Welcome to our section: Women in Art. HappenArt, Arts and Culture Platform team is to offer you its best selections of woman in the heart of Art, that will interest you.
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According to the National Museum of Women in the Arts, 51 per cent of visual artists today are women. But when it comes to exhibitions and gallery representation, the numbers tell a less optimistic story. In London, for example, 78 per cent of the galleries represent more men than women, while only 5 per cent represent an equal number of male and female artists.
And beyond the statistics, women artists and curators face unique challenges, from the subjects they bring to light to the work they choose to present. As Tate Modern director Frances Morris has said, women have been discriminated against for centuries, and major institutions have typically failed to support the careers of women artists working on the margins. The number of women in the Tate collection is growing, and half the rooms in the Switch House are currently devoted to a sole female artist, but work remains to be done.
So what can we do to more fairly represent women in the arts? Should we strive for an equal split of men and women artists? Do we rewrite the history books? Or is some other way? Tell us what you think.
Charlotte Salomon – (Berlin, 1917 – Auschwitz, 1943)
Painter – Berlin (German)
From 1940 to 1942, between the ages of 24 and 26. The German artist Charlotte Salomon created “etwas ganz verrückt Besonderes” (“something really crazy special”). It was the product of the special. Crazy times and situation she found herself in. In 1939, because of the Nazis’ mounting persecution of Jews. Salomon had fled Berlin. Where she was the last Jewish student at the city’s art school.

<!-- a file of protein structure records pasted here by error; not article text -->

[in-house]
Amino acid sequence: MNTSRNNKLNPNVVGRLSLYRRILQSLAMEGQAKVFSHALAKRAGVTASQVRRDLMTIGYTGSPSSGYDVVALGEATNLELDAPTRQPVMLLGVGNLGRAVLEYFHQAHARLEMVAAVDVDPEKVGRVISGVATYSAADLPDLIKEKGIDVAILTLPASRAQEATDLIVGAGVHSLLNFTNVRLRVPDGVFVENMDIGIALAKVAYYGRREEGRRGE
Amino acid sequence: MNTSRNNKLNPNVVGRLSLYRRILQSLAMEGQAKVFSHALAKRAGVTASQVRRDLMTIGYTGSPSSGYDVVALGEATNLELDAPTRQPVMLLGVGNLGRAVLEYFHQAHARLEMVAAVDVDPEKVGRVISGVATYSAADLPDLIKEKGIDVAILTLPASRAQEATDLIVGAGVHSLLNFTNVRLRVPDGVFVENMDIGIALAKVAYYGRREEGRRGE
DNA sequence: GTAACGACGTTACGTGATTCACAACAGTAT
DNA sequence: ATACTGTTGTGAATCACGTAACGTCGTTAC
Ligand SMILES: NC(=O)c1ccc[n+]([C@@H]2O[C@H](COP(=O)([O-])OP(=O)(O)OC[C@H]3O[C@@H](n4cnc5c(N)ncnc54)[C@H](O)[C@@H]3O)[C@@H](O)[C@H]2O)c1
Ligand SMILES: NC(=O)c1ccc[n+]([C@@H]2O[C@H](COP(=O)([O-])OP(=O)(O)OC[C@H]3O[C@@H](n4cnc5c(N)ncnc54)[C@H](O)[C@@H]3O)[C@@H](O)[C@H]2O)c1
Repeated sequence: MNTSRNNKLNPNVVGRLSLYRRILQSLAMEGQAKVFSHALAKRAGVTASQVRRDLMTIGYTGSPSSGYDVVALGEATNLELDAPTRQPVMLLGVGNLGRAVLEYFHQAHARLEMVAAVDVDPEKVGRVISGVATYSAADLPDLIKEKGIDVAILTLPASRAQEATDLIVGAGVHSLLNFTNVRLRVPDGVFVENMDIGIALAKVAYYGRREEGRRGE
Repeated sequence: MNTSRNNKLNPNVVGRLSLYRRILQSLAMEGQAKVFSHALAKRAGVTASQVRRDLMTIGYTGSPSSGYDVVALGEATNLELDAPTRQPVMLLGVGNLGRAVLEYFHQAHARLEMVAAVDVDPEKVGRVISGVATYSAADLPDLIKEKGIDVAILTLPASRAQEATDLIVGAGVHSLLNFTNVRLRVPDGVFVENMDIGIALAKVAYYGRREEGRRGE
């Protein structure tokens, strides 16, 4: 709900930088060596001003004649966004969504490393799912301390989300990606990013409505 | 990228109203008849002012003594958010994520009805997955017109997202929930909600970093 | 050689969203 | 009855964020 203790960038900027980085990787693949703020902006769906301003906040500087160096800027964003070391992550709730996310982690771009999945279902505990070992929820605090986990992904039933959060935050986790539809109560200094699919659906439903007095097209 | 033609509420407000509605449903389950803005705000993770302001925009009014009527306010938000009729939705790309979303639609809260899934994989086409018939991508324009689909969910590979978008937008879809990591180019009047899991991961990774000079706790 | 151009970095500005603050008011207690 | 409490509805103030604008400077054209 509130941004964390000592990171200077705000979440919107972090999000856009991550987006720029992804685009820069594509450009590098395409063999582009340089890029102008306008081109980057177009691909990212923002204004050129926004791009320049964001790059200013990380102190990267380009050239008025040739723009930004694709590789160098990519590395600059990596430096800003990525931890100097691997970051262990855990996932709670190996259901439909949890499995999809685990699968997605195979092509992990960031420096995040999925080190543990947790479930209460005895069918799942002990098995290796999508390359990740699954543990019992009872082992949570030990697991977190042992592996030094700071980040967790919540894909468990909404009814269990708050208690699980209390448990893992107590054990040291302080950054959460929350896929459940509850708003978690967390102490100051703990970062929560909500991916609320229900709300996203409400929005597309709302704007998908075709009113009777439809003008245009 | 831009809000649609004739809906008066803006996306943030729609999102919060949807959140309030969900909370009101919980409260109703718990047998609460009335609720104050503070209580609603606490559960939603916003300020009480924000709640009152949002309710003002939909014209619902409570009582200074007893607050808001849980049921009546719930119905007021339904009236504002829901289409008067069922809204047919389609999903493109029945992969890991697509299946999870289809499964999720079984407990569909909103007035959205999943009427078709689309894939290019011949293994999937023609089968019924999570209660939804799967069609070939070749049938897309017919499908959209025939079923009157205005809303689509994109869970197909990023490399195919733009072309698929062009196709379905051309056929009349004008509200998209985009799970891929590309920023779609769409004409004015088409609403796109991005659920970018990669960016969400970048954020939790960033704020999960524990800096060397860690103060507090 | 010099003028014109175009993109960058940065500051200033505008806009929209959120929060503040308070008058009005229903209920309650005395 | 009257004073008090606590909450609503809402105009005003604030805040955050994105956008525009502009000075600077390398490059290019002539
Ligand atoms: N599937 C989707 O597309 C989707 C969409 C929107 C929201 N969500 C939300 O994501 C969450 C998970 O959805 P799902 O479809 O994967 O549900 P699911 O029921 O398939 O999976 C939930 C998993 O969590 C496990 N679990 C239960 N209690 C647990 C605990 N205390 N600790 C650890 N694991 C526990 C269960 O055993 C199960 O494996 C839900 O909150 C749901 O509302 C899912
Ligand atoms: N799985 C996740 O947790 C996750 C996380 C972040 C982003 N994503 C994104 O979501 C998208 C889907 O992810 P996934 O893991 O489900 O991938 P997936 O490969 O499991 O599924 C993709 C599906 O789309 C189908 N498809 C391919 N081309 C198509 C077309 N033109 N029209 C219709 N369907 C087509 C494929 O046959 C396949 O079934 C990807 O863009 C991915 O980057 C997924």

She sought refuge in France with her grandparents on her late mother’s side in the region of Nice. On March 4th 1940. She watched helplessly as her grandmother threw herself from a window to her death. Only then did her grandfather reveal the family’s secret. She was the last survivor of a maternal line. All of whom had committed suicide over three generations. When she was eight, Charlotte had been told her own mother passed away from influenza. Now she learned the truth. That she too had jumped and killed herself.
In exile and solitude. Under the long shadows of this tragic heritage. And the immediate menace of Hitler’s forces. Salomon would barely eat. Drink or sleep to finish recording. Her family’s histories and her personal experiences. In an unprecedented magnum opus in pictures and words. It sprang from an outpouring. Of around one thousand gouache paintings on Canson paper. Made from only three primary colours. And clearly influenced by German Expressionists and Marc Chagall.
‘Life? or Theatre?’
From these, she edited 781 into ‘Ein Singspiel’. or a play with singing which she titled Leben? oder Theater? (‘Life? or Theatre?’). She opened with the suicide in 1913 of an Aunt Charlotte whom Salomon. Had learnt she was named after. Initially, she hand-lettered characters. Dialogues and thoughts and her narration. Musical and theatrical references onto separate libretto-like overlays. Gradually, her brushstrokes. Became more loose and she wrote more. And more texts directly onto, and into. Her images. The penultimate nine paintings. Are overwhelmed by her densely-packed third-person coda. Barely containing the emphatic brush capitals.
On October 7th 1943. Salomon, five months pregnant. And her companion were deported to Auschwitz and executed. Fortunately through her doctor. Her unseen masterpiece was preserved by her surviving father and stepmother. In 1971 they entrusted it to Amsterdam’s Jewish Historical Museum (where you can browse through them all online). The following year. This Museum exhibited for the first time 250 paintings, less than one third of Leben? oder Theater?. Further exhibitions, including a North American tour in 1983-4. And a showing at the Royal Academy, London in 1998-9, and various editions. Catalogues and a CD-Rom have to date given. A fuller but not complete impression of this oeuvre.
Women in art.
Paula Rego – (1935)
Painter – Lisbon (Portugal)